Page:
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Pro Football / Week 4

Now Rice Really Has a Reason to Shout

Pro football: After yelling at 49er coach for not getting ball enough in previous game, receiver has eight catches for 162 yards in 31-20 win over Falcons.

September 28, 1998|T.J. SIMERS | TIMES STAFF WRITER

SAN FRANCISCO — He could never play doubles in tennis, wait for his turn to bat every two or three innings or leave the ice for line shifts. If Jerry Rice played basketball no one else would ever touch the ball.

Jerry Rice is a ball hog, and maybe the greatest player in football history as a result, his heroics demanding that he first get open and then someone get him the football.

Rice, of course, contends he is always open, so he wants to know, why don't they get him the ball on every play? Two weeks ago the 49ers beat the Redskins by 35 points, but Rice threw a sideline tantrum, screaming at Coach Steve Mariucci because he finished with only four catches.

Some people believe in letting a baby cry, others immediately respond. Mariucci promptly crafted a game plan designed to make Rice happy, six of the first 10 plays Rice was on the field against Atlanta Sunday designed to go his way.

Good for Rice, good for Mariucci, good for the 49ers, scoring on their second offensive play--Steve Young 66 yards to Rice--and very bad for the Falcons, 31-20 losers in 3Com Park before 62,296.

Rice caught eight passes to lead all receivers with 162 yards and two touchdowns, running his career total to 28 touchdowns scored against the defenseless Falcons--the most ever scored by one NFL player against one opponent.

"One of those days," Rice said while scolding himself for not adding to his statistics even more. "Still, it leaves a little bad taste in your mouth to have two or three drops. . . ."

Two years ago Rice, distressed because he didn't get the ball more, stormed out of the 49er locker room after catching five passes in a remarkable 10-9 win under Jeff Brohm, playing for an injured Young.

Selfish or motivated, whatever the conclusion, Rice remains a football marvel. Who are the 49ers going to throw the ball to? Terrell Owens? J.J. Stokes? Who needs to practice all week to figure that out, but week after week, the opposition always looks startled as Rice runs open.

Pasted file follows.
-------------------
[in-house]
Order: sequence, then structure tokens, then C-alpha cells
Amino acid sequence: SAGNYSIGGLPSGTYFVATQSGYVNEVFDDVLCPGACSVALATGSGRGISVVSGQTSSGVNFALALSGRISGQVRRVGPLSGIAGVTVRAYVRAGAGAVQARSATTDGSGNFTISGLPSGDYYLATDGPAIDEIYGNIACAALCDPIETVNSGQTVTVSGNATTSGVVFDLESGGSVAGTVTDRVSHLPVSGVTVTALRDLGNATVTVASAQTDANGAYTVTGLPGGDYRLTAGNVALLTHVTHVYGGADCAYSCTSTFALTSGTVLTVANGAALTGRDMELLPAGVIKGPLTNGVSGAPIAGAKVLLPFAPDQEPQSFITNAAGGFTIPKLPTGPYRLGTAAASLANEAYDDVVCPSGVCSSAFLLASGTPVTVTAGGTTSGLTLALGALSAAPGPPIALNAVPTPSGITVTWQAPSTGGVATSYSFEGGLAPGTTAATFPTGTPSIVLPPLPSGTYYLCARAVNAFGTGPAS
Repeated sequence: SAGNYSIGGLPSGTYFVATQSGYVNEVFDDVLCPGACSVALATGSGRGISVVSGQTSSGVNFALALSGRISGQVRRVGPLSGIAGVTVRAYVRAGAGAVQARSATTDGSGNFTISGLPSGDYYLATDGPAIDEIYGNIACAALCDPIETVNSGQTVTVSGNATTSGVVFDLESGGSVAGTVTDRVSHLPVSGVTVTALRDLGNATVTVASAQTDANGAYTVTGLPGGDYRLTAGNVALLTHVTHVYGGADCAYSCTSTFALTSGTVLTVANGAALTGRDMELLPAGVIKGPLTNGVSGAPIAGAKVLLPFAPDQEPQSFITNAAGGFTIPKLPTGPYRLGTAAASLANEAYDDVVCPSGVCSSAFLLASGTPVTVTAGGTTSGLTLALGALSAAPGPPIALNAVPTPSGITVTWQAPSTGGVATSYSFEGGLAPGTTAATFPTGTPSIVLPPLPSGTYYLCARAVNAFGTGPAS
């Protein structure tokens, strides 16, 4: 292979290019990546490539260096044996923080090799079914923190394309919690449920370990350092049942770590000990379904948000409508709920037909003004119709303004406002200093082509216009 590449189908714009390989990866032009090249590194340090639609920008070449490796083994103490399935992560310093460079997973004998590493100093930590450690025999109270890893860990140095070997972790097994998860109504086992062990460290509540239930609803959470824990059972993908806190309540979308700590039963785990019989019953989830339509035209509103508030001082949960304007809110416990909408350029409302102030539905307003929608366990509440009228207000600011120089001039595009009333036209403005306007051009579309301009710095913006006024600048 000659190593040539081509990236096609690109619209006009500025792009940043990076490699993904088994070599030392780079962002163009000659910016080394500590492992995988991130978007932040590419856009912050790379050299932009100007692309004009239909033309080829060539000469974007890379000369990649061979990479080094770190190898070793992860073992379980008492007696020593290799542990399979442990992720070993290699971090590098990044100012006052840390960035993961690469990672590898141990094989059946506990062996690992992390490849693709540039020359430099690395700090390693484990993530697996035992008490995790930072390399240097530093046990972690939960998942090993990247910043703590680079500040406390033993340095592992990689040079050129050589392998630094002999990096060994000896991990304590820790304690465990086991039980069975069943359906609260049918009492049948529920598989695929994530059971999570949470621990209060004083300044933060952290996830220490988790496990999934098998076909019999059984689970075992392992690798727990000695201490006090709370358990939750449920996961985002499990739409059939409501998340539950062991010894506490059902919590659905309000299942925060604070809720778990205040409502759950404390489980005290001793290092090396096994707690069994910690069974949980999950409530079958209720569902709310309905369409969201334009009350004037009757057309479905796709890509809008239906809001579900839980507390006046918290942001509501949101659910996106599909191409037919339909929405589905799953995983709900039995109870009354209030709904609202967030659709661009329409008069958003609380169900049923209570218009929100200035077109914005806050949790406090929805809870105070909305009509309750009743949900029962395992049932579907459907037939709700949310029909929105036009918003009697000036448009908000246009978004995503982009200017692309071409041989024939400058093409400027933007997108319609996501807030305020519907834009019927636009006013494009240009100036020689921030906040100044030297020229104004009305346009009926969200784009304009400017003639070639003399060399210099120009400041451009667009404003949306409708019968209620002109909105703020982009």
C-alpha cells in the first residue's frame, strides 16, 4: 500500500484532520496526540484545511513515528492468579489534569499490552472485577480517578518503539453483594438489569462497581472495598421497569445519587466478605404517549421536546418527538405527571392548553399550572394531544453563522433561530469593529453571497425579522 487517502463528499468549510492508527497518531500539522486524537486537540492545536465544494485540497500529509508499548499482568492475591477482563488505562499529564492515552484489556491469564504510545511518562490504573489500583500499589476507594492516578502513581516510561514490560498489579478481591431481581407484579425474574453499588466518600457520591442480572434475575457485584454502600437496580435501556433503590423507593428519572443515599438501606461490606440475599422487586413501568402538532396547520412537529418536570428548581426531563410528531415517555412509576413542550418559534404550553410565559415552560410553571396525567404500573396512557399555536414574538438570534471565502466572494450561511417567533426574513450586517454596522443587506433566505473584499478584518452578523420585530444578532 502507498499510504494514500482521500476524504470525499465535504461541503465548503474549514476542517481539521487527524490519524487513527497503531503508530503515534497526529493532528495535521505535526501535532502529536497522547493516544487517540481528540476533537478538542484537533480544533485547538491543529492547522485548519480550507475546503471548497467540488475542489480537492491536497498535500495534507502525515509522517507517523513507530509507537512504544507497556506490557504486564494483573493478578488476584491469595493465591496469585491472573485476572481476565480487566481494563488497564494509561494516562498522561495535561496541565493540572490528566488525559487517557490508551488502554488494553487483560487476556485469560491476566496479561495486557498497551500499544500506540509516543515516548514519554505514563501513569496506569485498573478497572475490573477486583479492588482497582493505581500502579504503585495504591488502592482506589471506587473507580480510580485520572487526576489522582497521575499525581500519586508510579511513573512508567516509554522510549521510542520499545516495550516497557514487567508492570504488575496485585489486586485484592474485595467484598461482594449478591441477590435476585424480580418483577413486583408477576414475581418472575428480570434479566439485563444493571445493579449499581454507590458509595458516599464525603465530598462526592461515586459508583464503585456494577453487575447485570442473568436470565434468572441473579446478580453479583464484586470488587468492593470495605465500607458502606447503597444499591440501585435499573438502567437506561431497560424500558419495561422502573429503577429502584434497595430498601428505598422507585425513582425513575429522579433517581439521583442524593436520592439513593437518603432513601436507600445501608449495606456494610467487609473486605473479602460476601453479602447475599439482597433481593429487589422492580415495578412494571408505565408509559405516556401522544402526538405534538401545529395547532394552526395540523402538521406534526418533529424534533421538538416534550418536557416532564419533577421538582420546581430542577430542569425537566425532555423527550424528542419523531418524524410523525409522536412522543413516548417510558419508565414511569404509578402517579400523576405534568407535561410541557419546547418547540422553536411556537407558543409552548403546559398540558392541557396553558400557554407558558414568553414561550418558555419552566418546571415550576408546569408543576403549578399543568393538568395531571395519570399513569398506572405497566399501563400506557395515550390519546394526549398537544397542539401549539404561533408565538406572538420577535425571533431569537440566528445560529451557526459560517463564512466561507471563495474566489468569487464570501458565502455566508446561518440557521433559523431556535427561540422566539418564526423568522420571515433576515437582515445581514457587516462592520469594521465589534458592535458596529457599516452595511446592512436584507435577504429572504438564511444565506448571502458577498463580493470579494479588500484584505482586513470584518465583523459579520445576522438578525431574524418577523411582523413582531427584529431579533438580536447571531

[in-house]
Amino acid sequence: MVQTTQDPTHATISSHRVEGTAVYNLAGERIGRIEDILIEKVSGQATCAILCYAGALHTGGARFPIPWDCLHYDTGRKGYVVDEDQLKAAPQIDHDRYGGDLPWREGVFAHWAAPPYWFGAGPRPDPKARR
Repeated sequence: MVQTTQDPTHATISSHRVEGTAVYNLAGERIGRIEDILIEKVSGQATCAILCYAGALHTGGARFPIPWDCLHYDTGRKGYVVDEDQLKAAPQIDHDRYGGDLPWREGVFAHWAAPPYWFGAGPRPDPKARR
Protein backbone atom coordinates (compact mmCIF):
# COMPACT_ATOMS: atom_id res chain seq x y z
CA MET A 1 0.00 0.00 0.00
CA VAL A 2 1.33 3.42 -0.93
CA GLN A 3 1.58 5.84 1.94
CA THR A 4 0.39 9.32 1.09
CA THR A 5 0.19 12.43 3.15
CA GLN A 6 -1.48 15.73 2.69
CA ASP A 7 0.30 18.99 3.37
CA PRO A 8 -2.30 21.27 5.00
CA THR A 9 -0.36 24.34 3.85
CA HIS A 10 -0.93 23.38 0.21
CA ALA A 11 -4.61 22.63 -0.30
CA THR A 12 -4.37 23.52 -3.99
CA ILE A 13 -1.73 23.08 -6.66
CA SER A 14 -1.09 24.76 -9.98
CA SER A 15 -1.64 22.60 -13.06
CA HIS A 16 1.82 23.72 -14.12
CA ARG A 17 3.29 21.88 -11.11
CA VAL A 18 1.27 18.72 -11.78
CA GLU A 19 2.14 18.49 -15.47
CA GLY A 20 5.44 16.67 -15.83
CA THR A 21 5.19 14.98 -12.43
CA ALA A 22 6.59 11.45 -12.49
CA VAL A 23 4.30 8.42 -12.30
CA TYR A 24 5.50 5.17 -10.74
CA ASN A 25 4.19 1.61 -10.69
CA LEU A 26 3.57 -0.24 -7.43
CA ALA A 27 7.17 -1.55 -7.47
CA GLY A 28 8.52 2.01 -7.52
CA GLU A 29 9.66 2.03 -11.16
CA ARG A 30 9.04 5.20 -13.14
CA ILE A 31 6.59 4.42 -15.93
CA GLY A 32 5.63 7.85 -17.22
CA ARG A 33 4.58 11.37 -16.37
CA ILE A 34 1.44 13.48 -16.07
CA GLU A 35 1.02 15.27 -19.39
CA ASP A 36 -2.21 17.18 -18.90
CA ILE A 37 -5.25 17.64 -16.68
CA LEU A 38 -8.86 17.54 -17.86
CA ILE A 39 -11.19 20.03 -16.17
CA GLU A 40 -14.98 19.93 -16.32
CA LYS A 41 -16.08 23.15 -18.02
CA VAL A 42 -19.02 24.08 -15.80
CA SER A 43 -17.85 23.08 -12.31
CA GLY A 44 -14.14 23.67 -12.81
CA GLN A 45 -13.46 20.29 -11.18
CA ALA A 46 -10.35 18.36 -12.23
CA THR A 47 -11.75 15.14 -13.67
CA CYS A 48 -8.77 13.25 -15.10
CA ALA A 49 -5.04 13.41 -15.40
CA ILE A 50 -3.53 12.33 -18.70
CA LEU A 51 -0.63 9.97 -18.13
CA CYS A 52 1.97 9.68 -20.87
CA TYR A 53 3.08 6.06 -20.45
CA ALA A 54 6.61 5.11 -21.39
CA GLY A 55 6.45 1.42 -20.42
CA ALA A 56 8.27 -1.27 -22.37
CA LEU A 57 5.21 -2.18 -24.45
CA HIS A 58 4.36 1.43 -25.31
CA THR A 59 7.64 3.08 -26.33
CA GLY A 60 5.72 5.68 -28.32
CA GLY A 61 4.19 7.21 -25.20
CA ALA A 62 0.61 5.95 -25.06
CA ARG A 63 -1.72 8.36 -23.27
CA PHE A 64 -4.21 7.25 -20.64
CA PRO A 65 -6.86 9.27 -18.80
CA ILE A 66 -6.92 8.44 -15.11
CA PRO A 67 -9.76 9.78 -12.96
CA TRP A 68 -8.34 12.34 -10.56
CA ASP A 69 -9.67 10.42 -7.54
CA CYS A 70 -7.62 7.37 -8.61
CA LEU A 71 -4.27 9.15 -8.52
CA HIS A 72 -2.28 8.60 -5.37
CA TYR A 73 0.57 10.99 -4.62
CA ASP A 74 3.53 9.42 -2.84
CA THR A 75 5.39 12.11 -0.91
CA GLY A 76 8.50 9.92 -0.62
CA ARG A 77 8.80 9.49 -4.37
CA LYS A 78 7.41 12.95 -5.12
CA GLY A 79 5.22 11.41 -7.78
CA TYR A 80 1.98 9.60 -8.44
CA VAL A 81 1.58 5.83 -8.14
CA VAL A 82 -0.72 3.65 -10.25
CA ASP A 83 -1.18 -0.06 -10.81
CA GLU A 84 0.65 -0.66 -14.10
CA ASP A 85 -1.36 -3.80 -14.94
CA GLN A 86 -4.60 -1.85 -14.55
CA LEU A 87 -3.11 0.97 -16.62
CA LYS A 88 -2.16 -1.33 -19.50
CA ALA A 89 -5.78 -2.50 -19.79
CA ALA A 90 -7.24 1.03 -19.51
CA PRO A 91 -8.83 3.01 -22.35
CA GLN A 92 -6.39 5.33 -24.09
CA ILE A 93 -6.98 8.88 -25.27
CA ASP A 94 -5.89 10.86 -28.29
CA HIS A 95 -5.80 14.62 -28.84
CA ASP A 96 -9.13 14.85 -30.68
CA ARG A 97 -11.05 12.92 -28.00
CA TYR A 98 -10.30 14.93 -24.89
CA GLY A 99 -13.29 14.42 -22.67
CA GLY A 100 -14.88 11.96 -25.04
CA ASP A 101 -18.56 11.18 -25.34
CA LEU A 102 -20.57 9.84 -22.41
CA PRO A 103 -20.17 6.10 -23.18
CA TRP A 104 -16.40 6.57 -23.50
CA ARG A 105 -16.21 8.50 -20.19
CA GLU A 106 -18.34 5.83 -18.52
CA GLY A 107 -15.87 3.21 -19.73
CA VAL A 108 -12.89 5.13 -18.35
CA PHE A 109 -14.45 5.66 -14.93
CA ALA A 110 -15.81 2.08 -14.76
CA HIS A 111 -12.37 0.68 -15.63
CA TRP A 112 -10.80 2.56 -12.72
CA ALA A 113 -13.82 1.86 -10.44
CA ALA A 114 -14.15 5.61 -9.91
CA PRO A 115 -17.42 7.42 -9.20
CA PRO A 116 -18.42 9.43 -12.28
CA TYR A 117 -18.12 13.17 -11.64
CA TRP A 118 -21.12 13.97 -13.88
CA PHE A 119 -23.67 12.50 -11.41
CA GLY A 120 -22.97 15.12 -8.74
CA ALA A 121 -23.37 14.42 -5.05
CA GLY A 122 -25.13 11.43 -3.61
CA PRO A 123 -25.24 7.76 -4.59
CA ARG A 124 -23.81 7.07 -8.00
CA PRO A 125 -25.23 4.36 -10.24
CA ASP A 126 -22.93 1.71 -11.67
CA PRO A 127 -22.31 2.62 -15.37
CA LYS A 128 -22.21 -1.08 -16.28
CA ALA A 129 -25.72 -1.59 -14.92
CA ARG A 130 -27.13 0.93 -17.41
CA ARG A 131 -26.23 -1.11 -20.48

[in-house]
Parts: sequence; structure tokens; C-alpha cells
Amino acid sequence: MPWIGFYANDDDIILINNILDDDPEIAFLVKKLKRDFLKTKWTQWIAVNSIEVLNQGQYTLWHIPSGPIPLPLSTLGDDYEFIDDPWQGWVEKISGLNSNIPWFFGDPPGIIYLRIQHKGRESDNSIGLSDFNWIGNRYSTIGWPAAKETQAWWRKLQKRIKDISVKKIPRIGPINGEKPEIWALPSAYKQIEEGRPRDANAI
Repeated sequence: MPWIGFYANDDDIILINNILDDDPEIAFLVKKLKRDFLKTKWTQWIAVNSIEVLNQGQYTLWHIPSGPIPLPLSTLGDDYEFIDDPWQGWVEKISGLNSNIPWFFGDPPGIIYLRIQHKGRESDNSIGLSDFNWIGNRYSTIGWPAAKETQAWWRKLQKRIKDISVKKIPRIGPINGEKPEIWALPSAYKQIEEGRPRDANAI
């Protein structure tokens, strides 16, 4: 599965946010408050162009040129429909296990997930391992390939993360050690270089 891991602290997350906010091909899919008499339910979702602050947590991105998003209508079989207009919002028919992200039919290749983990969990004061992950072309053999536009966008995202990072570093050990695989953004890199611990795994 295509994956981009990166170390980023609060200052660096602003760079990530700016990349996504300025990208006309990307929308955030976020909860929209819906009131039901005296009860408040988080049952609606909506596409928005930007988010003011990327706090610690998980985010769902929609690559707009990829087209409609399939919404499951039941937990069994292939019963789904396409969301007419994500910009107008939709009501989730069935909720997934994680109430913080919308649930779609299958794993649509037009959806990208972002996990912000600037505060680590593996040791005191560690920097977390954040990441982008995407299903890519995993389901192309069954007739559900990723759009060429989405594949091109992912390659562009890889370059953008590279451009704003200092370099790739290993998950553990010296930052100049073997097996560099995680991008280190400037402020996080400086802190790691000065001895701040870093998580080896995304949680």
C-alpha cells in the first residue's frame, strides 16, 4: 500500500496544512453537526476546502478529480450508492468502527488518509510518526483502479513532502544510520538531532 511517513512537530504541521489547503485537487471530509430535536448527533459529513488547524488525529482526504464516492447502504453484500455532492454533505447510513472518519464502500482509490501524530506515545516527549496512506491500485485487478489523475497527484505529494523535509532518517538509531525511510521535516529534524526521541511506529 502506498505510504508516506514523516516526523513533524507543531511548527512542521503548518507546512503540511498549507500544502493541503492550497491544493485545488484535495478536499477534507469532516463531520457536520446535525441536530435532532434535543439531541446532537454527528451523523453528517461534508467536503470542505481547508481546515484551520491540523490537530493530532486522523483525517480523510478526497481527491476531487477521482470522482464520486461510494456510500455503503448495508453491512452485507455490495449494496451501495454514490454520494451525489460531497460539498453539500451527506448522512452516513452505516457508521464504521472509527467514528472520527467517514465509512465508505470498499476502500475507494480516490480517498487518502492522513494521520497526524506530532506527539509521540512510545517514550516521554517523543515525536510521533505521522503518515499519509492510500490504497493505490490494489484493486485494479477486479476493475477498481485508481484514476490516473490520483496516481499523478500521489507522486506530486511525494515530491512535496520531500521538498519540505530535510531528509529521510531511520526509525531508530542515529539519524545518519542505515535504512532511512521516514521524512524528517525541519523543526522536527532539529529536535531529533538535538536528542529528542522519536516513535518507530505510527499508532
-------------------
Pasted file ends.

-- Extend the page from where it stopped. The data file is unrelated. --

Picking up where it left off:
"Part of the plan was to get him some catches early," Mariucci said, "but he didn't figure in the progression on the second play."

That's to say that Mariucci might not have mapped out a play for Rice, but Young takes the snaps from center and who do you think he's going to throw to? Owens? Stokes?

"That was a great play by Steve, what we call an alert throw," Mariucci said. "The progression was going to go to Owens and then Stokes, but Steve saw Jerry."

Doesn't Steve always see Jerry? Young has now thrown 78 touchdown passes to Rice--placing the tandem one score behind the NFL's all-time combination--Miami's Dan Marino and Mark Clayton.

"I never think about records," said Rice, although he seems to know them all and precisely where he fits in. "Steve and I have worked so hard and the chemistry is so good so it will be a big achievement. But I'm just going to let it come and not put any pressure on it . . . whenever I don't put pressure on something, it happens."

When's the last time he didn't apply pressure to get his way? After starting in 189 consecutive regular-season games, and then opening last season with a major knee injury, he came back quicker than any athlete in NFL history from such a problem to play again after hammering Mariucci for the opportunity.

Two weeks ago he was ranting and raving on the sideline because he wanted the ball more. Do you think Mariucci was listening?

"It looks that way," admitted Owens. "That's typical Jerry. He's very competitive and wants to go out there and catch the ball."

Self-absorbed or competitive, whatever the opinion, he remains unstoppable, coming off a pair of knee surgeries and confronted with a 36th birthday in two weeks.

"Jerry Rice is getting stronger," said Atlanta Coach Dan Reeves in sounding an alarm throughout the league. "He's going to get better as the year goes along and his leg gets stronger."

The Falcons, 2-1 but losers 13 of the 17 times they have played the 49ers in the '90s, tried corralling the NFL's all-time touchdown scorer (169) with Juran Bolden, who was playing for the Winnipeg Bombers in the Canadian Football League a few years ago, and might be again if asked to keep covering Rice.

Rice came back later to catch a 26-yard touchdown pass, helping the 49ers steamroll the Falcons, 31-7, by halftime.

Young finished 28 for 39 for 387 yards and three touchdowns, and the 49ers gained more than 500 yards for the third consecutive game, the first time in franchise history they've done that..

"There's still room to get better," said Rice, of course, if they get him the ball more.

NFL Week 4

Arizona 20, St. Louis 17

Denver 38, Washington 16

Green Bay 37, Carolina 30

Jacksonville 27, Tennessee 22

Kansas City 24, Philadelphia 21

New Orleans 19, Indianapolis 13 (OT)

Oakland 13, Dallas 12

Pittsburgh 13, Seattle 10

New York Giants 34, San Diego 16

San Francisco 31, Atlanta 20

Minnesota 31, Chicago 28

Baltimore 31, Cincinnati 24

* Coverage C10-13

* Spotlight C10

* Summaries C13

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